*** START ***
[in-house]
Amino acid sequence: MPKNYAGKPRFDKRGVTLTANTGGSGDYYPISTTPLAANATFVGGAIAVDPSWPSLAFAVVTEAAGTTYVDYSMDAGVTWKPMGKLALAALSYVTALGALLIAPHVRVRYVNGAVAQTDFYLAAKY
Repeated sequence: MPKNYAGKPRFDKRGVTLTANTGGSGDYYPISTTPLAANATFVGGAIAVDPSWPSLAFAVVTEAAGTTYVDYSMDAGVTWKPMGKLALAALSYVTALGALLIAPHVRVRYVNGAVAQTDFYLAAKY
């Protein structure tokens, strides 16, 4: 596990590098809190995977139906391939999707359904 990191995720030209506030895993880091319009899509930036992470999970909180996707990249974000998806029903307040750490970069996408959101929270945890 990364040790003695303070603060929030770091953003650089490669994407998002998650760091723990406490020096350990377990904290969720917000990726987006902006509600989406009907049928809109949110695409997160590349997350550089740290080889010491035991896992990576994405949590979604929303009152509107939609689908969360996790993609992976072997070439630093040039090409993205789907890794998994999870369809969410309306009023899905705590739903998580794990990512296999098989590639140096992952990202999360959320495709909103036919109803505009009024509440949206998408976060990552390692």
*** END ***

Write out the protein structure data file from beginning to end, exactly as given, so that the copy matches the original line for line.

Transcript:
[in-house]
Amino acid sequence: MPKNYAGKPRFDKRGVTLTANTGGSGDYYPISTTPLAANATFVGGAIAVDPSWPSLAFAVVTEAAGTTYVDYSMDAGVTWKPMGKLALAALSYVTALGALLIAPHVRVRYVNGAVAQTDFYLAAKY
Repeated sequence: MPKNYAGKPRFDKRGVTLTANTGGSGDYYPISTTPLAANATFVGGAIAVDPSWPSLAFAVVTEAAGTTYVDYSMDAGVTWKPMGKLALAALSYVTALGALLIAPHVRVRYVNGAVAQTDFYLAAKY
């Protein structure tokens, strides 16, 4: 596990590098809190995977139906391939999707359904 990191995720030209506030895993880091319009899509930036992470999970909180996707990249974000998806029903307040750490970069996408959101929270945890 990364040790003695303070603060929030770091953003650089490669994407998002998650760091723990406490020096350990377990904290969720917000990726987006902006509600989406009907049928809109949110695409997160590349997350550089740290080889010491035991896992990576994405949590979604929303009152509107939609689908969360996790993609992976072997070439630093040039090409993205789907890794998994999870369809969410309306009023899905705590739903998580794990990512296999098989590639140096992952990202999360959320495709909103036919109803505009009024509440949206998408976060990552390692």